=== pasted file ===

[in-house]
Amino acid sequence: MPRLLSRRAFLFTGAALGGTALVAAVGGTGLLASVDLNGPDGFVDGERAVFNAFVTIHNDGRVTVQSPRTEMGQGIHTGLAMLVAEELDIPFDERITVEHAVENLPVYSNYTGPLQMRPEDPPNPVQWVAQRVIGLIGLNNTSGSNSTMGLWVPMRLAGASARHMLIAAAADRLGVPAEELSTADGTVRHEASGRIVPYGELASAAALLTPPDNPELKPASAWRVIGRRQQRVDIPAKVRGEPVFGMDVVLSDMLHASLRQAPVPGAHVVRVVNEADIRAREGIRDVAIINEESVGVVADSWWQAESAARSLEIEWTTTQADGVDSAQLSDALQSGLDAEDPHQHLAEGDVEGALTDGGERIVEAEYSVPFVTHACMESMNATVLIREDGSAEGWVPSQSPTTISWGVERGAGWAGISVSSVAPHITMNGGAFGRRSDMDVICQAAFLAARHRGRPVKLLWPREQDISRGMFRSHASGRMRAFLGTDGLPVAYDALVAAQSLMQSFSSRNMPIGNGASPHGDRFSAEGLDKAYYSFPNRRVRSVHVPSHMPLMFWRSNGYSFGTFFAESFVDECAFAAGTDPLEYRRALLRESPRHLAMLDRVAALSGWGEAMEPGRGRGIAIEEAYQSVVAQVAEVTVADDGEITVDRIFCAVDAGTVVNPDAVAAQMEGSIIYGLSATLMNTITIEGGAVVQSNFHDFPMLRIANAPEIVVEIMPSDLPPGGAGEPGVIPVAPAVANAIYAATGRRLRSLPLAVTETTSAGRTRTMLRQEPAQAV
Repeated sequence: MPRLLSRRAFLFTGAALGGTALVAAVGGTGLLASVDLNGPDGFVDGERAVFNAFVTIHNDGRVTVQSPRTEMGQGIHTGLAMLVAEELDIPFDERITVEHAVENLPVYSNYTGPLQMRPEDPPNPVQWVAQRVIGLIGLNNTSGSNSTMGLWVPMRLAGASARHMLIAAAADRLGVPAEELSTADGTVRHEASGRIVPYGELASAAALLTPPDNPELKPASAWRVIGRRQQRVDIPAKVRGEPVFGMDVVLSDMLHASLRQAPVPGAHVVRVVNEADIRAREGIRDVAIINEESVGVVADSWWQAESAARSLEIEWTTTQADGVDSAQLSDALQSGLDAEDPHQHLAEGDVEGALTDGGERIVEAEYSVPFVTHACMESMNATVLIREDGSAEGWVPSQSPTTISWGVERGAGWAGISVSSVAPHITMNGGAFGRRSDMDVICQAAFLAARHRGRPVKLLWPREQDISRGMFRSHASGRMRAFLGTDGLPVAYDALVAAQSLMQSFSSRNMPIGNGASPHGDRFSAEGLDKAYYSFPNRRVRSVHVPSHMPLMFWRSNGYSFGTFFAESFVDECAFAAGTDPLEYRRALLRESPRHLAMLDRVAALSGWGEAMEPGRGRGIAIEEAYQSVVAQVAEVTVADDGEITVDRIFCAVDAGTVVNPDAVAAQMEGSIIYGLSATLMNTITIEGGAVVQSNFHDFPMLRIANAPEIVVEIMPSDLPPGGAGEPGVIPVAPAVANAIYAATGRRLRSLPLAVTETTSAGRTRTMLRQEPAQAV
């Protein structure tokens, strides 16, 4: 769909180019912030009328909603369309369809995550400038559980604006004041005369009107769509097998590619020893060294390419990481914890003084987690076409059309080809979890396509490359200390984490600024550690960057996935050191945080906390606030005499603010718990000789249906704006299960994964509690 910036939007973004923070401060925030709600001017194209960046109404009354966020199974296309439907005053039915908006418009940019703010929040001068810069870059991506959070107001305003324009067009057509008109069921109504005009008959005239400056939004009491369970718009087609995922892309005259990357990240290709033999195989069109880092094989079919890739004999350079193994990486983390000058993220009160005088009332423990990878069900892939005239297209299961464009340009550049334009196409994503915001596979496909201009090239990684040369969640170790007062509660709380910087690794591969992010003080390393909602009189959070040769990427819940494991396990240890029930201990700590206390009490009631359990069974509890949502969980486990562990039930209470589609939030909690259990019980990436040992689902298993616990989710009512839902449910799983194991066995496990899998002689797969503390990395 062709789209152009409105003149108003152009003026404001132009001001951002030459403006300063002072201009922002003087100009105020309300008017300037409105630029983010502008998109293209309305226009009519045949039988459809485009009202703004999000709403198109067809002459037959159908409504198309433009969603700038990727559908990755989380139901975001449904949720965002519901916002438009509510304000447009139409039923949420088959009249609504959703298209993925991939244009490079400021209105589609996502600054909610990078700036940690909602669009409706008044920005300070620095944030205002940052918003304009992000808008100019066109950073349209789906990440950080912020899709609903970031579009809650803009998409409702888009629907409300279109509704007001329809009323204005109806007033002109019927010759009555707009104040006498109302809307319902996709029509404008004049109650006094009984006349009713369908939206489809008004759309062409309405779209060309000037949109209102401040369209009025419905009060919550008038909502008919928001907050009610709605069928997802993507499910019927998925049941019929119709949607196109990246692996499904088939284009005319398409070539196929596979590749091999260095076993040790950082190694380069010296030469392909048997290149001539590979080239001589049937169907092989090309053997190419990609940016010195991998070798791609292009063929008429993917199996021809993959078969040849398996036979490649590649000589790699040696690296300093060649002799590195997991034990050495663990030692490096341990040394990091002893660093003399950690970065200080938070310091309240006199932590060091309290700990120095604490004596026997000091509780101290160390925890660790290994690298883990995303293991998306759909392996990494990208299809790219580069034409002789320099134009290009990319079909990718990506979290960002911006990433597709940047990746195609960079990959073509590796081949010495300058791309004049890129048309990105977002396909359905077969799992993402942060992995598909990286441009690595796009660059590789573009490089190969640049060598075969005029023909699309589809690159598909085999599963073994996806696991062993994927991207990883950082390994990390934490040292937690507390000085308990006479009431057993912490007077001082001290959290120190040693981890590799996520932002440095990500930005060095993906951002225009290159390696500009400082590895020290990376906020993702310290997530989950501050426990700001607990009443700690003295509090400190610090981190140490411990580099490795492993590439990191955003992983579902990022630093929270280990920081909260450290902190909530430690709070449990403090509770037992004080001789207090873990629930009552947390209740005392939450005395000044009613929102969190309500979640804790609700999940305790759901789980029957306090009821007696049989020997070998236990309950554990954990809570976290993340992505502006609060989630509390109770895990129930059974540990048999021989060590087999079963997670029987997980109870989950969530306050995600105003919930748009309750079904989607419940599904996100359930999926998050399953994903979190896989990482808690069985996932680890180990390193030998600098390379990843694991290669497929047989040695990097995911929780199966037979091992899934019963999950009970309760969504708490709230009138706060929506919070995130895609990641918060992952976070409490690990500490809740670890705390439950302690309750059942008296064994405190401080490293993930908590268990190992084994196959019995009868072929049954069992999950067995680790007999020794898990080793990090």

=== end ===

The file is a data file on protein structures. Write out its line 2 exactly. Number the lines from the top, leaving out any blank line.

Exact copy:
Amino acid sequence: MPRLLSRRAFLFTGAALGGTALVAAVGGTGLLASVDLNGPDGFVDGERAVFNAFVTIHNDGRVTVQSPRTEMGQGIHTGLAMLVAEELDIPFDERITVEHAVENLPVYSNYTGPLQMRPEDPPNPVQWVAQRVIGLIGLNNTSGSNSTMGLWVPMRLAGASARHMLIAAAADRLGVPAEELSTADGTVRHEASGRIVPYGELASAAALLTPPDNPELKPASAWRVIGRRQQRVDIPAKVRGEPVFGMDVVLSDMLHASLRQAPVPGAHVVRVVNEADIRAREGIRDVAIINEESVGVVADSWWQAESAARSLEIEWTTTQADGVDSAQLSDALQSGLDAEDPHQHLAEGDVEGALTDGGERIVEAEYSVPFVTHACMESMNATVLIREDGSAEGWVPSQSPTTISWGVERGAGWAGISVSSVAPHITMNGGAFGRRSDMDVICQAAFLAARHRGRPVKLLWPREQDISRGMFRSHASGRMRAFLGTDGLPVAYDALVAAQSLMQSFSSRNMPIGNGASPHGDRFSAEGLDKAYYSFPNRRVRSVHVPSHMPLMFWRSNGYSFGTFFAESFVDECAFAAGTDPLEYRRALLRESPRHLAMLDRVAALSGWGEAMEPGRGRGIAIEEAYQSVVAQVAEVTVADDGEITVDRIFCAVDAGTVVNPDAVAAQMEGSIIYGLSATLMNTITIEGGAVVQSNFHDFPMLRIANAPEIVVEIMPSDLPPGGAGEPGVIPVAPAVANAIYAATGRRLRSLPLAVTETTSAGRTRTMLRQEPAQAV